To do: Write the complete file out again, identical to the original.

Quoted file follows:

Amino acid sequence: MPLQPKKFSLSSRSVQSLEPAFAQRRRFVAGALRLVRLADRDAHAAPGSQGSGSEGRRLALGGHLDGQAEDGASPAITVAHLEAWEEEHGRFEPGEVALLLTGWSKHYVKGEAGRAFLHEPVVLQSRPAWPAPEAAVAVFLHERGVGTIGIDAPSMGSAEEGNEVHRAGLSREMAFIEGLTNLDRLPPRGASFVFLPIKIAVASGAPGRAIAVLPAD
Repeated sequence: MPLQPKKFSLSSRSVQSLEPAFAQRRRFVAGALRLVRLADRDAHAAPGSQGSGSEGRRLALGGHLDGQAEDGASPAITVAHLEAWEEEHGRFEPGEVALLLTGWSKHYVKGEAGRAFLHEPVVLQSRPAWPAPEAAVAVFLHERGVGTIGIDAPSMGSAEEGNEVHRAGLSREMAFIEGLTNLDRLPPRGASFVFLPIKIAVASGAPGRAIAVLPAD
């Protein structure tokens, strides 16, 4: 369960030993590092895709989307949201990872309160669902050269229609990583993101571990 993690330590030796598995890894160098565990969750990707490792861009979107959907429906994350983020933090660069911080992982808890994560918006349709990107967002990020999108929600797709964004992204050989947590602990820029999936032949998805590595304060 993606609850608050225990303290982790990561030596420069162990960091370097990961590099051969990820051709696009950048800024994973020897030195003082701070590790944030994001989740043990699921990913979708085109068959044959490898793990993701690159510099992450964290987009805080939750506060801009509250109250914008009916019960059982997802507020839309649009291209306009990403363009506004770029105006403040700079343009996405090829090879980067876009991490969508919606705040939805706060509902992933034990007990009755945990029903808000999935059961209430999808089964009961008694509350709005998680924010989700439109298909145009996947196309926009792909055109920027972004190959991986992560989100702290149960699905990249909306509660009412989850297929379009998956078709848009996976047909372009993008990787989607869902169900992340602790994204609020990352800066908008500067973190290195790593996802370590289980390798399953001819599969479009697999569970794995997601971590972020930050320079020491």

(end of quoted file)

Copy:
Amino acid sequence: MPLQPKKFSLSSRSVQSLEPAFAQRRRFVAGALRLVRLADRDAHAAPGSQGSGSEGRRLALGGHLDGQAEDGASPAITVAHLEAWEEEHGRFEPGEVALLLTGWSKHYVKGEAGRAFLHEPVVLQSRPAWPAPEAAVAVFLHERGVGTIGIDAPSMGSAEEGNEVHRAGLSREMAFIEGLTNLDRLPPRGASFVFLPIKIAVASGAPGRAIAVLPAD
Repeated sequence: MPLQPKKFSLSSRSVQSLEPAFAQRRRFVAGALRLVRLADRDAHAAPGSQGSGSEGRRLALGGHLDGQAEDGASPAITVAHLEAWEEEHGRFEPGEVALLLTGWSKHYVKGEAGRAFLHEPVVLQSRPAWPAPEAAVAVFLHERGVGTIGIDAPSMGSAEEGNEVHRAGLSREMAFIEGLTNLDRLPPRGASFVFLPIKIAVASGAPGRAIAVLPAD
């Protein structure tokens, strides 16, 4: 369960030993590092895709989307949201990872309160669902050269229609990583993101571990 993690330590030796598995890894160098565990969750990707490792861009979107959907429906994350983020933090660069911080992982808890994560918006349709990107967002990020999108929600797709964004992204050989947590602990820029999936032949998805590595304060 993606609850608050225990303290982790990561030596420069162990960091370097990961590099051969990820051709696009950048800024994973020897030195003082701070590790944030994001989740043990699921990913979708085109068959044959490898793990993701690159510099992450964290987009805080939750506060801009509250109250914008009916019960059982997802507020839309649009291209306009990403363009506004770029105006403040700079343009996405090829090879980067876009991490969508919606705040939805706060509902992933034990007990009755945990029903808000999935059961209430999808089964009961008694509350709005998680924010989700439109298909145009996947196309926009792909055109920027972004190959991986992560989100702290149960699905990249909306509660009412989850297929379009998956078709848009996976047909372009993008990787989607869902169900992340602790994204609020990352800066908008500067973190290195790593996802370590289980390798399953001819599969479009697999569970794995997601971590972020930050320079020491």